Escapism or Resistance? The Online Arab Campaign to Remember Al-Andalus

TitleEscapism or Resistance? The Online Arab Campaign to Remember Al-Andalus
Publication TypeConference Paper
Author(s)Alghazzi, O.
Affiliation (1st Author)University of Pennsylvania
Section or WGEmerging Scholars Network Section
DateWed 26 June
Slot CodeESNW3a
Slot Code (Keyword)ESNW3a
Time of Session14:00-15:30
Session TitleMedia and Collective Action
Submission ID6024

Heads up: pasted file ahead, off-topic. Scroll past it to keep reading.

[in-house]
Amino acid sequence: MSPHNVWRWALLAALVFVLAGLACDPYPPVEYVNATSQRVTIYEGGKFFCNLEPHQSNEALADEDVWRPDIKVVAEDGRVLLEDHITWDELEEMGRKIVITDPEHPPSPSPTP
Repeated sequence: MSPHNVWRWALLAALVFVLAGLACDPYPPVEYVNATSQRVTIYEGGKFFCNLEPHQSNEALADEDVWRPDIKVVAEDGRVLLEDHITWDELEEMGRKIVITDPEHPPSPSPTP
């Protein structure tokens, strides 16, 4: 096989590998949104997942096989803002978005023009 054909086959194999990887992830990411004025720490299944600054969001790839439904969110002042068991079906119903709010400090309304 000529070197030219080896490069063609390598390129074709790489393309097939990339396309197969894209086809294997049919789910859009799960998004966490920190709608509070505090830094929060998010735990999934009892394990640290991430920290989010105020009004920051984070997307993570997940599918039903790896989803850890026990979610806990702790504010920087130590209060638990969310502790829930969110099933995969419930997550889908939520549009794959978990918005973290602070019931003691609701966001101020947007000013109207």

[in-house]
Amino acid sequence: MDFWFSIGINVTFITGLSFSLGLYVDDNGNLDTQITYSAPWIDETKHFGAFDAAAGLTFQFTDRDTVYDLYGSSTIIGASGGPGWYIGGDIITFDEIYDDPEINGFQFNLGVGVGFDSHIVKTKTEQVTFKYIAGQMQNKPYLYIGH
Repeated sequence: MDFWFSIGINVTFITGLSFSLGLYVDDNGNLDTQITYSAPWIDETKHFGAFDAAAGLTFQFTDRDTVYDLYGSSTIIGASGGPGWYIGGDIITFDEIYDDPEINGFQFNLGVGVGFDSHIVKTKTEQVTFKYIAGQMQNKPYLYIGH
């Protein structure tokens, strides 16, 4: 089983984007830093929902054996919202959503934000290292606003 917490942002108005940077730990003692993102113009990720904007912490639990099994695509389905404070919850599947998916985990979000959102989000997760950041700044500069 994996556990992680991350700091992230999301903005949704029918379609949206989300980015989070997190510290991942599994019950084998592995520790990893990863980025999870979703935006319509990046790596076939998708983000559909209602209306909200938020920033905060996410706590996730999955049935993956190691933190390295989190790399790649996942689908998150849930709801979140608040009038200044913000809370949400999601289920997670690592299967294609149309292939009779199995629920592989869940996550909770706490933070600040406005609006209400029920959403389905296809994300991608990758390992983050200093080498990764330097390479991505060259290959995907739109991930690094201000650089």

This paper examines an Arab online campaign to commemorate the anniversary of the fall of Al-Andalus –the Muslim rule over modern-day Spain that lasted from the sixth to the fifteenth centuries. The campaign was initially started as a Facebook page, “Al-Andalus,” by a young Palestinian woman in 2010. Today the page has more than 144,000 followers from across the Arab world and the diaspora. The campaign to remember Al-Andalus becomes most active on 2 January, the anniversary of the Muslim defeat in Spain. The 2013 campaign has been particularly successful as Arab news media reported and commented on how thousands of online Arabs tweeted and used Facebook to commemorate the Muslim loss of Al-Andalus and celebrate their Arab and Muslim identities. Through a textual analysis of the Facebook page and tweets about Al-Andalus, in addition to the news media coverage of it, this paper explores the meanings ascribed to this nostalgic discourse in the Arab public sphere. As a work in progress, my paper seeks to address what this campaign tells us about a young generation of Arabs and its renewed expressions of old collective memories about past Arab grandeur and glory. The paper seeks to engage with the concepts of memory and nostalgia, not only as passive reflections of anxieties over a current Arab world in turmoil, but also as active forms of resistance against a sense of powerlessness over immense political and cultural uncertainty. The larger themes of this case-study contribute to our understanding of the place of history in Arab political culture, consciousness, and memory. The paper also highlights the ways that social media are used to narrate histories, construct memories, create publics, and inform political identities.

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